Montana Children's Home & Hospital

Shodair Children's Hospital

Receiving Home of the Montana Children's Home Society, ca. 1917
46°35'42.19"N 112° 1'49.32"W


COLLECTION OF KENNON BAIRD

Begun in 1896, Montana's first organized effort to aid homeless children was called The
Children's Home Society. The Receiving Home of the Montana Children's Home Society is still standing at 840 Helena Ave., just east of the old Shodair Children's Hospital...


COLLECTION OF NANCY GOODSPEED

Between 1854 and 1929, orphaned children in the eastern U.S. would sometimes be placed on "orphan trains" and sent out west to be adopted. This was seen as a healthy alternative to institutional living, and also a way to help populate the west. Montana Children's Home was developed to care for these children.

Some of the children reaching Helena had health problems, and a need for hospital facilities was recognized. Construction of a hospital building began in 1930, just west of the Receiving Home, at 840 Helena Avenue. However, financial problems brought about by the Great Depression halted construction in 1931...

 

Post-Earthquake Federal Aid Helps Complete Hospital

Helena's devastating earthquakes in October and November of 1935 heavily damaged the old
St. John's Hospital
, leaving a shortage of beds in the city. Federal Emergency Relief Administration money then became available to finish the children's hospital.



Philanthropist Louis W. Shodair

Louis W. Shodair (1862-1940) made his fortune in Montana as an early-day grocer and entrepreneur. In 1937, Shodair donated $200,000 to the Montana Children's Home and Hospital to build a new wing for crippled children..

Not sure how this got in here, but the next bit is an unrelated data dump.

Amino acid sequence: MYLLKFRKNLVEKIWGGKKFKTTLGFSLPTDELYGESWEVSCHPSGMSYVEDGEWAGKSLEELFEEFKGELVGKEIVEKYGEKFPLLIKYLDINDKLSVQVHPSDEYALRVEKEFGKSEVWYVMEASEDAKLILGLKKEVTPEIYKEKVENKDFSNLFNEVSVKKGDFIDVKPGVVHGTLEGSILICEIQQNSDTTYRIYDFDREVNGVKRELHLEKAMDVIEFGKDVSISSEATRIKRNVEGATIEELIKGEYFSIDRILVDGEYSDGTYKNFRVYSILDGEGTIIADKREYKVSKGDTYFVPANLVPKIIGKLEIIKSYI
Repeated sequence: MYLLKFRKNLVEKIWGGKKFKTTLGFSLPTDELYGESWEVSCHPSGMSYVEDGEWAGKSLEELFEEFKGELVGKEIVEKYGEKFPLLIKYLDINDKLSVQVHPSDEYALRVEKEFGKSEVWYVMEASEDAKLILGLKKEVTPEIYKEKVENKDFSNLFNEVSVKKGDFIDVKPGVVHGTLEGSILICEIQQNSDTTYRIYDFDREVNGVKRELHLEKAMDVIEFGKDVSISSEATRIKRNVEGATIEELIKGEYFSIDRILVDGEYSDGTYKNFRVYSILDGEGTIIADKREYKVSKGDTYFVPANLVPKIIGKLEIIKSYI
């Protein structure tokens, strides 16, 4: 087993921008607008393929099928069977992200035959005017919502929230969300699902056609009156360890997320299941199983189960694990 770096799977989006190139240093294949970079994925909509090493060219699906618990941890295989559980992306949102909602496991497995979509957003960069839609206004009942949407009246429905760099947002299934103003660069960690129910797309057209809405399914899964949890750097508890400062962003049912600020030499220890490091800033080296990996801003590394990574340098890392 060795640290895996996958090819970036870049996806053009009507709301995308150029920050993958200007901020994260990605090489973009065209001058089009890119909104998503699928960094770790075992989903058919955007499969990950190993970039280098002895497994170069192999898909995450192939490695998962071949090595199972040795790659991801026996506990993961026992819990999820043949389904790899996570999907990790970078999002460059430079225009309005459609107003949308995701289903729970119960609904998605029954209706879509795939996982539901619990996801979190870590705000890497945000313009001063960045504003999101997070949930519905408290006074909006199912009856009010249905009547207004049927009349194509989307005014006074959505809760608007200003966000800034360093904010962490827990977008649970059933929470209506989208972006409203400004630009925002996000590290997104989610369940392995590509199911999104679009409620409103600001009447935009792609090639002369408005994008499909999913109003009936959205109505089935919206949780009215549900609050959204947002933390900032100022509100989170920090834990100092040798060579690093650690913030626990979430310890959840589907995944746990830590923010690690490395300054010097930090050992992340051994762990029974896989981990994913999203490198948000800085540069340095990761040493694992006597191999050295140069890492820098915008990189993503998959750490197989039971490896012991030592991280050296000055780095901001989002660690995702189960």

Shodair Crippled Children's Hospital Under Construction, 1937
46°35'40.63"N 112° 1'52.47"W


COURTESY OF KATHRYN FEHLIG • CLICK ON IMAGE FOR A BIG VIEW IN A NEW WINDOW

 


COURTESY OF KATHRYN FEHLIG • CLICK ON IMAGE FOR A BIG VIEW IN A NEW WINDOW



The Completed Hospital, January 1938


COURTESY OF KATHRYN FEHLIG • CLICK ON IMAGE FOR A BIG VIEW IN A NEW WINDOW

 

Shodair Hospital Dedication Story - Helena Independent
Click image to download pdf format file


 



Polio Fight

Shodair Crippled Children's Hospital was the only hospital in Montana prepared to care for victims when the polio epidemic hit in the 1940s. Shodair accepted both juvenile and adult patients.



Royalties of Official State Song "Montana"
Benefit Montana Childrens' Home

"Montana" was written in Butte in 1910 by Joseph E. Howard (author of the song "I Wonder Who's Kissing Her Now?") and Chas. C. Cohan. It was adopted as the State Song that same year by Governor Edwin L. Norris.

In 1941, Howard gave the copyright to the Montana Children's Home & Hospital/Shodair. The song was officially adopted as the State Song in 1945 by the Montana legislature.


1910 "Montana" Sheet Music
COURTESY OF THE FAMILY OF GERTRUDE HAIGHT MILLER

Contact Shodair to purchase sheet music of the official Montana State Song.




1941"Montana" Sheet Music


"Montana" Tunesmiths Passed Away




Shodair Hospital 1947- Today

In 1947, a nursery wing for adoptable infants was completed. Shodair developed the first physical therapy unit in the state, and brought one of the first orthopedic doctors and one of the first pediatricians into the state.

In 1955, your editor had his tonsils removed at the Montana Children's Home & Hospital, which by then was simply called "Shodair". They knocked me out with diethyl ether. I got ice cream afterwards.

In 1969, an additonal wing was added which included a surgical suite, dining area and 17 additional rooms.

Shodair has moved to the east side of Helena, and the buildings on Helena Avenue now house various offices. The emphasis of Shodair has now shifted to children's psychiatric and developmental care. You may visit Shodair's website here.

 

Helena High Students Sing Carols Outside Shodair, Dec. 23 1955
From the 1956 'Vigilante' Yearbook


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